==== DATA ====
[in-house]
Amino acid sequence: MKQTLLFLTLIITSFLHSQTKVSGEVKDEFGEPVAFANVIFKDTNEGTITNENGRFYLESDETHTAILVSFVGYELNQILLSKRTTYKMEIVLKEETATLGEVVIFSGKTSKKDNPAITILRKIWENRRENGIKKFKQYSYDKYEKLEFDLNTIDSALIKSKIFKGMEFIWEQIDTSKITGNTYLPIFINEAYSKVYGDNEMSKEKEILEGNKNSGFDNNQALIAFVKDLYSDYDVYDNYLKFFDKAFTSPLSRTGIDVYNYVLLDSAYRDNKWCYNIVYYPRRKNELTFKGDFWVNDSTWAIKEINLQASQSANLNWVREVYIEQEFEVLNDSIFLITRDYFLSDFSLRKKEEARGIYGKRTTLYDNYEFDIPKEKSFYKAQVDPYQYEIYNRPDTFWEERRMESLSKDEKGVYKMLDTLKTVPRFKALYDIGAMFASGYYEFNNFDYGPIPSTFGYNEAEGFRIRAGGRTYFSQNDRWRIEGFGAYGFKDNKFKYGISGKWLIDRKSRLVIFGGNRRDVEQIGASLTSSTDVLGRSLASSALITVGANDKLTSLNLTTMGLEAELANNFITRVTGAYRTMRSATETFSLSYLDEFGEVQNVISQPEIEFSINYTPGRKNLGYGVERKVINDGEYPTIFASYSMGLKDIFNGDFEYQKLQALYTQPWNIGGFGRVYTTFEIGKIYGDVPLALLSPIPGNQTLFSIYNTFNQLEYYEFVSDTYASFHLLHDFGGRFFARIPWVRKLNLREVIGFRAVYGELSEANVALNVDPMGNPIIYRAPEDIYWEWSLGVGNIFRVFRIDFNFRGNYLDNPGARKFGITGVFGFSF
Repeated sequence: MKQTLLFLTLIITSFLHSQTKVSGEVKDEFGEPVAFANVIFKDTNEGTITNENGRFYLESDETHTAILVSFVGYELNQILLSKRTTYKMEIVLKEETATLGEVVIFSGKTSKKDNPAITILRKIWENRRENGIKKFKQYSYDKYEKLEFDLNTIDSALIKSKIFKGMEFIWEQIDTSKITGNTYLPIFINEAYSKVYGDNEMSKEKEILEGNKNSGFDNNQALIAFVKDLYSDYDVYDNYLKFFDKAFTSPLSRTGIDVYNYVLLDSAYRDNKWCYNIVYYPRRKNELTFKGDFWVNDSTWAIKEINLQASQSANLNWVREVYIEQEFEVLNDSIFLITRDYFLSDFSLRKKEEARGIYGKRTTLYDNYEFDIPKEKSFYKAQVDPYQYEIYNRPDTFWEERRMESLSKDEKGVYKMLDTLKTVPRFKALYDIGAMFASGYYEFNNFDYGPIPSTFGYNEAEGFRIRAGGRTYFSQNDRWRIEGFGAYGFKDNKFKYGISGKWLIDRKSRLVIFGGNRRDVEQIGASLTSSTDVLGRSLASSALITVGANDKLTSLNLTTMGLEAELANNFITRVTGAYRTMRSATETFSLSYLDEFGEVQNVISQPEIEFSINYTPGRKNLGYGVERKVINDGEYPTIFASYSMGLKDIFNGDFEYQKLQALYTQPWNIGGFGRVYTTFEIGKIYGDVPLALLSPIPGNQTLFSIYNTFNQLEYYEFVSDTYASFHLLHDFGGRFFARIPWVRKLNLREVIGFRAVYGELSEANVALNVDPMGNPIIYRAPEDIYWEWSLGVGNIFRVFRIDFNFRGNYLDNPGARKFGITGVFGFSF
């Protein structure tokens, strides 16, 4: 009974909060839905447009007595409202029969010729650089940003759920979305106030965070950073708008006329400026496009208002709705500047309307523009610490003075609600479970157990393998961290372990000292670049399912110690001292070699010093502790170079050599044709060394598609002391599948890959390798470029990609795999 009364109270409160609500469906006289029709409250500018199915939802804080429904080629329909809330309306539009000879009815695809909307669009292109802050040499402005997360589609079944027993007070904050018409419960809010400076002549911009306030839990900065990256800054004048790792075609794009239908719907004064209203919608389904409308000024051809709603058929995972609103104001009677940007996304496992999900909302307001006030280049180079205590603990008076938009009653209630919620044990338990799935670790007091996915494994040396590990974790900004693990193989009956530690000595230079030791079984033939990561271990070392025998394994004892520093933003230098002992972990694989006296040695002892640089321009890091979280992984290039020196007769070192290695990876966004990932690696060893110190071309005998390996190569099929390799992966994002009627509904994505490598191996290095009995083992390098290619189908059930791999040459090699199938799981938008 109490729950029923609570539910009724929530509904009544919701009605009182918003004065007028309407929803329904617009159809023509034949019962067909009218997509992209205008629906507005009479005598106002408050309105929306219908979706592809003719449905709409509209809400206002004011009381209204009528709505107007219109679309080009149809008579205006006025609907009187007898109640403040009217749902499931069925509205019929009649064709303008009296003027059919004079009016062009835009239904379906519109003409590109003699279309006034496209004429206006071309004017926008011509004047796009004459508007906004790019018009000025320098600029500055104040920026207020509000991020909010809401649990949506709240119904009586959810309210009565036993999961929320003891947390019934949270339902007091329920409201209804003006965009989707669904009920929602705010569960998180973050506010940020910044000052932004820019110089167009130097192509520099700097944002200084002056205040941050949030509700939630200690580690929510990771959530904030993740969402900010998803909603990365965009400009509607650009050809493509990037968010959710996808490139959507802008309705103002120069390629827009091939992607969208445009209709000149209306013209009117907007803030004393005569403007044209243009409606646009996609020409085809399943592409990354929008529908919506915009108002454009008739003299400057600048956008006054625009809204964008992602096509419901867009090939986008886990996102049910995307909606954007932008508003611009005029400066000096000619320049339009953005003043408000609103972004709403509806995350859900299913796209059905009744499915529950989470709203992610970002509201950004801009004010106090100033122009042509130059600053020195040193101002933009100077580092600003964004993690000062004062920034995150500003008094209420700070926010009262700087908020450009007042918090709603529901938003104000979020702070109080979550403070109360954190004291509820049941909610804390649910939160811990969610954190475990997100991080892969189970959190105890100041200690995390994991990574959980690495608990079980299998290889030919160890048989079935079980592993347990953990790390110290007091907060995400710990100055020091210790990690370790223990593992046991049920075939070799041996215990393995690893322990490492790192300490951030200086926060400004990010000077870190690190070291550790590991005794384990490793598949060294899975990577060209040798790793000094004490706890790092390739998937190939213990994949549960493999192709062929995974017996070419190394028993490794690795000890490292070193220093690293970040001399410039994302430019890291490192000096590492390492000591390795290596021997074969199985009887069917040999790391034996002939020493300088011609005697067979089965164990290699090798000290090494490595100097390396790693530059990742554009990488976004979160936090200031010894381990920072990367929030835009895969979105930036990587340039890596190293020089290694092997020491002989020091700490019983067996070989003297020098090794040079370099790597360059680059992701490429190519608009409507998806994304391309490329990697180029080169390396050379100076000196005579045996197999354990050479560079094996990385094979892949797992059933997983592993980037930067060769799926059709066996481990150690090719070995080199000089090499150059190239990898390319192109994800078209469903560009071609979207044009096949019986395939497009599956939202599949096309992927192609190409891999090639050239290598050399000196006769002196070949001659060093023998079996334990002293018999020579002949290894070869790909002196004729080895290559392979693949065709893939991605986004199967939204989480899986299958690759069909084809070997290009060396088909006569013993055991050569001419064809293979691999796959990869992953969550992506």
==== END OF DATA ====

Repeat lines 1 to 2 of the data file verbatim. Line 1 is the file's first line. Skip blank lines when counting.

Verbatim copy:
[in-house]
Amino acid sequence: MKQTLLFLTLIITSFLHSQTKVSGEVKDEFGEPVAFANVIFKDTNEGTITNENGRFYLESDETHTAILVSFVGYELNQILLSKRTTYKMEIVLKEETATLGEVVIFSGKTSKKDNPAITILRKIWENRRENGIKKFKQYSYDKYEKLEFDLNTIDSALIKSKIFKGMEFIWEQIDTSKITGNTYLPIFINEAYSKVYGDNEMSKEKEILEGNKNSGFDNNQALIAFVKDLYSDYDVYDNYLKFFDKAFTSPLSRTGIDVYNYVLLDSAYRDNKWCYNIVYYPRRKNELTFKGDFWVNDSTWAIKEINLQASQSANLNWVREVYIEQEFEVLNDSIFLITRDYFLSDFSLRKKEEARGIYGKRTTLYDNYEFDIPKEKSFYKAQVDPYQYEIYNRPDTFWEERRMESLSKDEKGVYKMLDTLKTVPRFKALYDIGAMFASGYYEFNNFDYGPIPSTFGYNEAEGFRIRAGGRTYFSQNDRWRIEGFGAYGFKDNKFKYGISGKWLIDRKSRLVIFGGNRRDVEQIGASLTSSTDVLGRSLASSALITVGANDKLTSLNLTTMGLEAELANNFITRVTGAYRTMRSATETFSLSYLDEFGEVQNVISQPEIEFSINYTPGRKNLGYGVERKVINDGEYPTIFASYSMGLKDIFNGDFEYQKLQALYTQPWNIGGFGRVYTTFEIGKIYGDVPLALLSPIPGNQTLFSIYNTFNQLEYYEFVSDTYASFHLLHDFGGRFFARIPWVRKLNLREVIGFRAVYGELSEANVALNVDPMGNPIIYRAPEDIYWEWSLGVGNIFRVFRIDFNFRGNYLDNPGARKFGITGVFGFSF